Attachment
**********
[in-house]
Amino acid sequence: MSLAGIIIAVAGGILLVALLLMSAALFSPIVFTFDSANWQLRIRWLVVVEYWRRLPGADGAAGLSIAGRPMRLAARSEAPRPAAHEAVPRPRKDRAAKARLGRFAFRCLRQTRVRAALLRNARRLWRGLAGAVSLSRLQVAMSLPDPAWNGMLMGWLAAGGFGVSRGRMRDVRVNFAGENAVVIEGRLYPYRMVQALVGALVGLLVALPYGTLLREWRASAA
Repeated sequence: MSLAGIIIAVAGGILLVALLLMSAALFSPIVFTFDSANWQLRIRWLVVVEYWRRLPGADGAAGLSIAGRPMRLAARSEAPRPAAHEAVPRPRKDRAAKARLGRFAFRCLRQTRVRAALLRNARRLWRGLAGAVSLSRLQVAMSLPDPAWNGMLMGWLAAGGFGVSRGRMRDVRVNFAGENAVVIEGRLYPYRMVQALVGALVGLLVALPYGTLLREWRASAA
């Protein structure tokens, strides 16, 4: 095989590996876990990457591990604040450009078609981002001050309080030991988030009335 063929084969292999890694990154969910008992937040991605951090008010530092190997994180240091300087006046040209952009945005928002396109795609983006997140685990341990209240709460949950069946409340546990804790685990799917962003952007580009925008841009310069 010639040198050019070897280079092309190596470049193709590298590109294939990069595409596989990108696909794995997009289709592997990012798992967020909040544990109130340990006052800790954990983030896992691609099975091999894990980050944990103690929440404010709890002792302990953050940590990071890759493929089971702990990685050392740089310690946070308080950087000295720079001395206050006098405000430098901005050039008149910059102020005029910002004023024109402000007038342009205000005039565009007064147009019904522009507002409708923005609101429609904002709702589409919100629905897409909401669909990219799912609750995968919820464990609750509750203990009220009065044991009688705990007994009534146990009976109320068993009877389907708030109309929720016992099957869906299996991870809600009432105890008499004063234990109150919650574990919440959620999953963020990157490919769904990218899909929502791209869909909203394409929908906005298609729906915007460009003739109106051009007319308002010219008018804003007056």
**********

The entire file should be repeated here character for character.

[in-house]
Amino acid sequence: MSLAGIIIAVAGGILLVALLLMSAALFSPIVFTFDSANWQLRIRWLVVVEYWRRLPGADGAAGLSIAGRPMRLAARSEAPRPAAHEAVPRPRKDRAAKARLGRFAFRCLRQTRVRAALLRNARRLWRGLAGAVSLSRLQVAMSLPDPAWNGMLMGWLAAGGFGVSRGRMRDVRVNFAGENAVVIEGRLYPYRMVQALVGALVGLLVALPYGTLLREWRASAA
Repeated sequence: MSLAGIIIAVAGGILLVALLLMSAALFSPIVFTFDSANWQLRIRWLVVVEYWRRLPGADGAAGLSIAGRPMRLAARSEAPRPAAHEAVPRPRKDRAAKARLGRFAFRCLRQTRVRAALLRNARRLWRGLAGAVSLSRLQVAMSLPDPAWNGMLMGWLAAGGFGVSRGRMRDVRVNFAGENAVVIEGRLYPYRMVQALVGALVGLLVALPYGTLLREWRASAA
């Protein structure tokens, strides 16, 4: 095989590996876990990457591990604040450009078609981002001050309080030991988030009335 063929084969292999890694990154969910008992937040991605951090008010530092190997994180240091300087006046040209952009945005928002396109795609983006997140685990341990209240709460949950069946409340546990804790685990799917962003952007580009925008841009310069 010639040198050019070897280079092309190596470049193709590298590109294939990069595409596989990108696909794995997009289709592997990012798992967020909040544990109130340990006052800790954990983030896992691609099975091999894990980050944990103690929440404010709890002792302990953050940590990071890759493929089971702990990685050392740089310690946070308080950087000295720079001395206050006098405000430098901005050039008149910059102020005029910002004023024109402000007038342009205000005039565009007064147009019904522009507002409708923005609101429609904002709702589409919100629905897409909401669909990219799912609750995968919820464990609750509750203990009220009065044991009688705990007994009534146990009976109320068993009877389907708030109309929720016992099957869906299996991870809600009432105890008499004063234990109150919650574990919440959620999953963020990157490919769904990218899909929502791209869909909203394409929908906005298609729906915007460009003739109106051009007319308002010219008018804003007056």